Sunday, November 8, 2009

Reps. Baldwin, Kind, Moore, Obey and Kagen Get A+ for Historic Health Care Vote

Health Care Vote Shows Who Sides With
Working Families vs. Insurance Companies

(Milwaukee, WI, Nov. 7, 2009) – On the heels of an historic late night vote in the House of Representatives for a good, balanced health insurance reform bill, the Wisconsin State AFL-CIO released its scoring of how our state’s U.S. representatives voted on HR 3962, the Affordable Health Care for America Act.

The legislation which passed Saturday evening by a vote of 220 to 215, would finally bring security and stability to our nation’s health care system. Working families would get much needed relief from skyrocketing health care prices, and uninsured Americans would be able to choose between a public option and private for-profit insurance.

Wisconsin Congressional Health Care Scorecard

A+ /Sided with Working Families
Rep. Tammy Baldwin, Dist. 2
Rep. Ron Kind, Dist. 3
Rep. Gwen Moore, Dist. 4
Rep. David Obey, Dist. 7
Rep Steve Kagen, Dist. 8

F-/ Sided With Insurance Companies
Rep. Paul Ryan, Dist. 1
Rep. James Sensenbrenner, Dist. 5
Rep. Tom Petri, Dist. 6

“This is an historic victory that moves Wisconsin’s working families one step closer to the passage of real health insurance reform, “said Wisconsin State AFL-CIO President David Newby. “And it was a huge test of who will stand with working families versus the moneyed special interests. While some of Wisconsin’s House members passed with flying colors by standing up for the people who sent them to Washington, others failed by voting to keep the status quo. Make no mistake: Working families will remember who fulfilled the promises they were elected on and they will continue to stand with their Representatives who delivered.”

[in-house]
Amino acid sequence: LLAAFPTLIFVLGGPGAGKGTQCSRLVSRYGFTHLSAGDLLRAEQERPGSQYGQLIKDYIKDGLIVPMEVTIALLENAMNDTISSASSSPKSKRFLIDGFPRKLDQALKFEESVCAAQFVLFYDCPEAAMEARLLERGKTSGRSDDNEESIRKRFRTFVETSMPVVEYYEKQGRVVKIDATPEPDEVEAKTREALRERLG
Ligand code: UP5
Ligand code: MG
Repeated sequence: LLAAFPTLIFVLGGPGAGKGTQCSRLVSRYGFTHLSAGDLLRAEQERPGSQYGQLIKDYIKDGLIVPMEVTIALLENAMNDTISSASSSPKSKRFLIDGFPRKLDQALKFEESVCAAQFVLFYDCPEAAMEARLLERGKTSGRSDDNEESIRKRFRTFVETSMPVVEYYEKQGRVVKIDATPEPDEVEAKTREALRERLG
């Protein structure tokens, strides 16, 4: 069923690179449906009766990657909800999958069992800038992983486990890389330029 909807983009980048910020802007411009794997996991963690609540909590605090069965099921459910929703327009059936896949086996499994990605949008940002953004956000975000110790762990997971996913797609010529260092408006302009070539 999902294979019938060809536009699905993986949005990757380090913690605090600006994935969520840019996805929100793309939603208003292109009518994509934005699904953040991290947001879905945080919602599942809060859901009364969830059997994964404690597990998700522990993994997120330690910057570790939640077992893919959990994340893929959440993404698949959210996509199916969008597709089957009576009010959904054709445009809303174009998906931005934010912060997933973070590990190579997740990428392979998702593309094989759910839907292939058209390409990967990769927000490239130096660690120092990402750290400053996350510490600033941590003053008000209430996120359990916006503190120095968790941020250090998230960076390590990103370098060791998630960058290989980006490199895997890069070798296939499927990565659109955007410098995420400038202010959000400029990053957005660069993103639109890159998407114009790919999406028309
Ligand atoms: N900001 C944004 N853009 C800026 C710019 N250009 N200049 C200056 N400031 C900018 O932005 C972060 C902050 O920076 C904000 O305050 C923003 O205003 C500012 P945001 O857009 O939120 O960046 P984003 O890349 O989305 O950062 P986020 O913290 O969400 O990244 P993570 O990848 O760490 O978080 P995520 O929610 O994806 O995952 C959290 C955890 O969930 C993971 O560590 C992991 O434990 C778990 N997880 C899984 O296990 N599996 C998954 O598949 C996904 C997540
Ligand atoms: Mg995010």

The legislation would also help small businesses access quality, affordable health care with lower rates and stable pricing from year to year. And it would lessen the burden of covering the uninsured by requiring employers to provide health care for their employers or pay into a common fund.

The House bill is also financed in a responsible way – it is fully paid for and would reduce our nation’s rising deficits. Furthermore, it does not attempt to pay for health care on the backs of middle class working families by increasing taxes on the health care that families are already struggling to pay for.

Once the Senate votes on its own bill, the two bills will be reconciled into final health insurance reform legislation.

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